Horne, lawmakers want delay in ELL case
Associated Press
Jan. 2, 2007

State Superintendent Tom Horne and Republican legislative leaders are asking for a delay in a scheduled mini-trial in a thorny education funding dispute now that a federal judge has refused to limit the case to only the adequacy of English Language Learning programs in one school district instead of statewide.

Horne, the superintendent of public instruction, and top Republican leaders of the House and Senate said in separate motions that a multiday hearing scheduled for four days next week in U.S. District Court in Tucson can't go forward as scheduled in the wake of Judge Raner C. Collins' recent ruling.

At issue in the case is whether the state has done enough to improve programs for some 160,000 students learning the English language. Collins had ruled that a state law enacted last year to revamp Arizona's ELL programs doesn't provide adequate educational opportunities required under federal law, but a federal appeals overturned that ruling and ordered Collins to hold a hearing to consider various changed circumstances.

Horne and the legislative leaders argued that the hearing, now scheduled to begin Tuesday, should consider only whether programs are adequate in the Nogales Unified School District. They said that's because students and parents in that southern Arizona district in Santa Cruz County comprised the original "class" of plaintiffs in the nearly 15-year-old class-action case.

However, Collins refused, saying in a Dec. 20 order that a different judge who ruled in 2000 that the state's ELL programs were inadequate didn't limit his findings to the Nogales district.

"The court order in 2000 had statewide implications and it always has,"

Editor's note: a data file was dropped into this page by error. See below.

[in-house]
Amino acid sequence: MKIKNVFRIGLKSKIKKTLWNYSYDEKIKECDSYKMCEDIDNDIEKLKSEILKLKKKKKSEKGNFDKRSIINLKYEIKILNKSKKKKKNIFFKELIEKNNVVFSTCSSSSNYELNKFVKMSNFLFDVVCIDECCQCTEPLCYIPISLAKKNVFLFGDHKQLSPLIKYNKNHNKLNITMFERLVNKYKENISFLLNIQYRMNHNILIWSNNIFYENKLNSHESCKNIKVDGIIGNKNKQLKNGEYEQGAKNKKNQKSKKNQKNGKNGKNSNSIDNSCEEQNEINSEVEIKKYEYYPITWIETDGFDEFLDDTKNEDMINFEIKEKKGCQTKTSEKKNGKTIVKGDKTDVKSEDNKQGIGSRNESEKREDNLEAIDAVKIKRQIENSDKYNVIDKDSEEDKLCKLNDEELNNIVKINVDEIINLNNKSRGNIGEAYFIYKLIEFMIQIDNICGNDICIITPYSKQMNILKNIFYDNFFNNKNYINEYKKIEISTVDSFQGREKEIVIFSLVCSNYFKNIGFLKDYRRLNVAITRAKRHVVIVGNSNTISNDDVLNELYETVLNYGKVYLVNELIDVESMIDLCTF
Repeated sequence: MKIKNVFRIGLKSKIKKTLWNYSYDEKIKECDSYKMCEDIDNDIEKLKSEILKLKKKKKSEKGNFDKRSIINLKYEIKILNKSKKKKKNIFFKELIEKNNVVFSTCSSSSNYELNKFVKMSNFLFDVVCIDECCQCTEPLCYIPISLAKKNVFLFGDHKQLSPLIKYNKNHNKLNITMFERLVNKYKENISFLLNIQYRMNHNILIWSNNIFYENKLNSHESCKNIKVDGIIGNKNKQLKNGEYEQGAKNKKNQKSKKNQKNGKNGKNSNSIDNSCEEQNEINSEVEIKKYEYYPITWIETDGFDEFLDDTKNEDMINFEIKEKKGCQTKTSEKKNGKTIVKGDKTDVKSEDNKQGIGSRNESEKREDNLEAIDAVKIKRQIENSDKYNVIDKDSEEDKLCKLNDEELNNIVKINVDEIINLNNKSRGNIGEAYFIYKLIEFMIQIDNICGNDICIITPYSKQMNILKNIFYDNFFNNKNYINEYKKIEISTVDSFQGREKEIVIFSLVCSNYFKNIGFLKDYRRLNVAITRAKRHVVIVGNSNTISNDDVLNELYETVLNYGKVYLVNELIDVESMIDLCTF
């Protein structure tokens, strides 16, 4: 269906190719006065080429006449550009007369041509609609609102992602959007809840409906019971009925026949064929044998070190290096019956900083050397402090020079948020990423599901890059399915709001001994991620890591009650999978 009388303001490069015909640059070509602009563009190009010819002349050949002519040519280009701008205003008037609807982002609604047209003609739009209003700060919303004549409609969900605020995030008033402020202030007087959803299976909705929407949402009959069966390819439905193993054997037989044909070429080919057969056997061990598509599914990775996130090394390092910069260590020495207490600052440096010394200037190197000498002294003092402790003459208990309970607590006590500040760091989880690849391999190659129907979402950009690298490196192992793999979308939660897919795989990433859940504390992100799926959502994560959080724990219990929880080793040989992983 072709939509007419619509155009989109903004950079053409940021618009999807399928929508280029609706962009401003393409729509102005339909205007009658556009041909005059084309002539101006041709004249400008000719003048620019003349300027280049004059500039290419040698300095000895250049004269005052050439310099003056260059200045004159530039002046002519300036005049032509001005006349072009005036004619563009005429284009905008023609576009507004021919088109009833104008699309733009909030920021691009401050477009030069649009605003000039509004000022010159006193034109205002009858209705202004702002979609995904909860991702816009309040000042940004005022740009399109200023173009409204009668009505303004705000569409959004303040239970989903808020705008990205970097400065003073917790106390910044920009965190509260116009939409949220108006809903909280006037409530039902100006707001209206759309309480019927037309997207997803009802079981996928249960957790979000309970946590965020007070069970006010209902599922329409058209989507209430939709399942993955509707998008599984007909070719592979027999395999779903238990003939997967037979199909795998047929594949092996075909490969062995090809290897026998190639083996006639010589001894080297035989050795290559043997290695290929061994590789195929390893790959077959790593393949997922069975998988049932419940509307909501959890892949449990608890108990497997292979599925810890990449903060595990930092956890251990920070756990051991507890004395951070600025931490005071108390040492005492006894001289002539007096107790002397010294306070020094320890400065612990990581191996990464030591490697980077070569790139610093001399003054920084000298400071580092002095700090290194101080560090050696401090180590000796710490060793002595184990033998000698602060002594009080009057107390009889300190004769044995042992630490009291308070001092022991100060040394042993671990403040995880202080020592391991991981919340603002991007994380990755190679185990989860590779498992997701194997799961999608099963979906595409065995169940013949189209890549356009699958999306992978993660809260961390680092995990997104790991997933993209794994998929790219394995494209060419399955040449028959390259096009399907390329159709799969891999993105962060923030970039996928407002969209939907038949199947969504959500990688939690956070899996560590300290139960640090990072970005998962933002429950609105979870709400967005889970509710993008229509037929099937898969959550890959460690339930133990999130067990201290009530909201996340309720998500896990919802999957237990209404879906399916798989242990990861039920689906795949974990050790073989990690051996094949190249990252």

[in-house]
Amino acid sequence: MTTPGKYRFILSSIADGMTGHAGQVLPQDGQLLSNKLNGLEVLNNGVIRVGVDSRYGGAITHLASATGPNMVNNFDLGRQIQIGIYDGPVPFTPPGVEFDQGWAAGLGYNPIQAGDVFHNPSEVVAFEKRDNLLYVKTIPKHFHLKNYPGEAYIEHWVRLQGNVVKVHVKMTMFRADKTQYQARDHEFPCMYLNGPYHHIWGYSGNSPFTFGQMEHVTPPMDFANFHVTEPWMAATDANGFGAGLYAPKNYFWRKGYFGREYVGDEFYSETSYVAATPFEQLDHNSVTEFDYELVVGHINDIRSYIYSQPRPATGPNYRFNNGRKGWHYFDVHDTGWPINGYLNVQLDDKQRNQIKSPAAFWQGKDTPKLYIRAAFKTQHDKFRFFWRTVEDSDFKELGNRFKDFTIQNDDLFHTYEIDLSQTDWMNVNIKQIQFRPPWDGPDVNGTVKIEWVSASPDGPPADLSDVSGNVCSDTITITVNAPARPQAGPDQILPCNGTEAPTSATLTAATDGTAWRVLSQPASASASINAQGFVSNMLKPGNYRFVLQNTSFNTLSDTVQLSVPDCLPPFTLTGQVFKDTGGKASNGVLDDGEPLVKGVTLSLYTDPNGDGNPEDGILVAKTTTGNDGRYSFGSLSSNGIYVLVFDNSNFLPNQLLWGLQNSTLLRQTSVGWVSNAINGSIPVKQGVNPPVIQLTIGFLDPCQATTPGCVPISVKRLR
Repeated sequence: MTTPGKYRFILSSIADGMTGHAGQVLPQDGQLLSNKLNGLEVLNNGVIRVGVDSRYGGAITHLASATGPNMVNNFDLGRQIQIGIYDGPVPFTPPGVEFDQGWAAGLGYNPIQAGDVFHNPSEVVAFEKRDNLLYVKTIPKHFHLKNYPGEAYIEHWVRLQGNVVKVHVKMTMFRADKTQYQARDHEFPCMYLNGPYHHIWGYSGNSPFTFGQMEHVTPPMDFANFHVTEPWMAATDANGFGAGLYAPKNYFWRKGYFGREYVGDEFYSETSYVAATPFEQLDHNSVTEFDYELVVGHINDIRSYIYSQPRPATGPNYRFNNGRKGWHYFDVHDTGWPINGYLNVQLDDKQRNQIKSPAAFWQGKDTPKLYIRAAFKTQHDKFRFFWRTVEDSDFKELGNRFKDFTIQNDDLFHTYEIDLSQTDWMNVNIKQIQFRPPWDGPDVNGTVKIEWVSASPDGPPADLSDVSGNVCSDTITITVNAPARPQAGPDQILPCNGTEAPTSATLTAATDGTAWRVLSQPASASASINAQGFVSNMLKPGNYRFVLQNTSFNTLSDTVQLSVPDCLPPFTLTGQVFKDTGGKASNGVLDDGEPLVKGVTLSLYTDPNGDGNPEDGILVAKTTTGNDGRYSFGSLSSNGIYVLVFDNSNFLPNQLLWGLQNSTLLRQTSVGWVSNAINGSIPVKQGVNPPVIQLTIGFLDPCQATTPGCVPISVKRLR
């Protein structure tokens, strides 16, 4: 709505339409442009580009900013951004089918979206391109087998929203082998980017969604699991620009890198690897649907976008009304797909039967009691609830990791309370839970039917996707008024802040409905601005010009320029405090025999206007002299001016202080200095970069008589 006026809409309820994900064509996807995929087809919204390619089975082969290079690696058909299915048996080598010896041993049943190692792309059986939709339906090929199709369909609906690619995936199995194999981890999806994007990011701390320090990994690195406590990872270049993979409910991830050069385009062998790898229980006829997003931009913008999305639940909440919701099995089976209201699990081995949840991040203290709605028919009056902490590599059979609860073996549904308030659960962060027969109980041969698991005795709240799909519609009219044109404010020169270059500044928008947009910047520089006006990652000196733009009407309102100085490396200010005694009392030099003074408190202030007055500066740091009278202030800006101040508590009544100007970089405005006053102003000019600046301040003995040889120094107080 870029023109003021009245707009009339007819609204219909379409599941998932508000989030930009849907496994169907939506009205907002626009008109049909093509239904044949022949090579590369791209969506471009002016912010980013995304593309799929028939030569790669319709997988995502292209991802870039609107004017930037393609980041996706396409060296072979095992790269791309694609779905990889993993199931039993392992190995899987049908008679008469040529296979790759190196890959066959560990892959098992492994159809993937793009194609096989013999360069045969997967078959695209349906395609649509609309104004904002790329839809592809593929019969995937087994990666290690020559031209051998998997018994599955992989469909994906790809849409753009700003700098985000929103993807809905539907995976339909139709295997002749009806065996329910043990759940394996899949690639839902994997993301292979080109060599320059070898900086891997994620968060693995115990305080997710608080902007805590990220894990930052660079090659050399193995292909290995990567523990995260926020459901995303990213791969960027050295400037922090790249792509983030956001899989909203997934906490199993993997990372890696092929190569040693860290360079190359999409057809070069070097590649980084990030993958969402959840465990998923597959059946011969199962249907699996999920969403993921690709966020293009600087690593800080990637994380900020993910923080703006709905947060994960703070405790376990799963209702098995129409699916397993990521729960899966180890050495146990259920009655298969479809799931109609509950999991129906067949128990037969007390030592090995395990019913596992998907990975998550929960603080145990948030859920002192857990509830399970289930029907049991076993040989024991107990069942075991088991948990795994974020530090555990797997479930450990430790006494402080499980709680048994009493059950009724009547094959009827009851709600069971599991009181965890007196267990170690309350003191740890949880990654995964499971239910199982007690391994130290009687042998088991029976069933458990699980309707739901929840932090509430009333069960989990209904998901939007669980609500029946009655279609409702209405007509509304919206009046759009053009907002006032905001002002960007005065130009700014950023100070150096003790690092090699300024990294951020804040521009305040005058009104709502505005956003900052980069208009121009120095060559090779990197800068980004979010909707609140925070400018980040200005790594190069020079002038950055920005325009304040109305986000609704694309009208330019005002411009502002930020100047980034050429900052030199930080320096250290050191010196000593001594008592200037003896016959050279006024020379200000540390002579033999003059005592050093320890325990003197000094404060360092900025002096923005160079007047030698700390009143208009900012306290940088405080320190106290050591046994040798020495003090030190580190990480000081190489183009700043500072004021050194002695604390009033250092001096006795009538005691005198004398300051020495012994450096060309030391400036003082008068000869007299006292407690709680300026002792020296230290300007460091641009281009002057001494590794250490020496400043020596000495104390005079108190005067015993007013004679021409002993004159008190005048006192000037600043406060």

Collins wrote. "Funding for (Nogales) was not determined in a vacuum."

That prompted Horne lawyer Eric Bistrow to request at least an eight-month delay to allow pretrial fact-finding on needs and costs of numerous districts, including ones in Tucson, Scottsdale and Glendale, which figure in evidence that the plaintiffs plan to submit during the hearing.

Without extra time, Horne "is effectively being denied the ability to mount a defense as to what are essentially new claims made by new parties,"
Bistrow wrote. "This is fundamentally unfair."

Republican legislative leaders also requested a delay, making arguments similar to Horne's and saying that data on ELL cases in all Arizona school districts is now being collected.

"That cost information should come in time for the Legislature to act on it before the June 30 end of the current fiscal year," attorney David Cantelme wrote on behalf of the legislative leaders.

Tim Hogan, a lawyer for the plaintiffs, said Tuesday he would oppose the requests by Horne and the lawmakers to delay the hearing.

"They requested this hearing and they don't get to dictate the time and circumstances of it," Hogan said." We need a hearing quickly so the Legislature can comply with the judgment."


On the Net:

Arizona Department of Education: http://www.ade.state.az.us/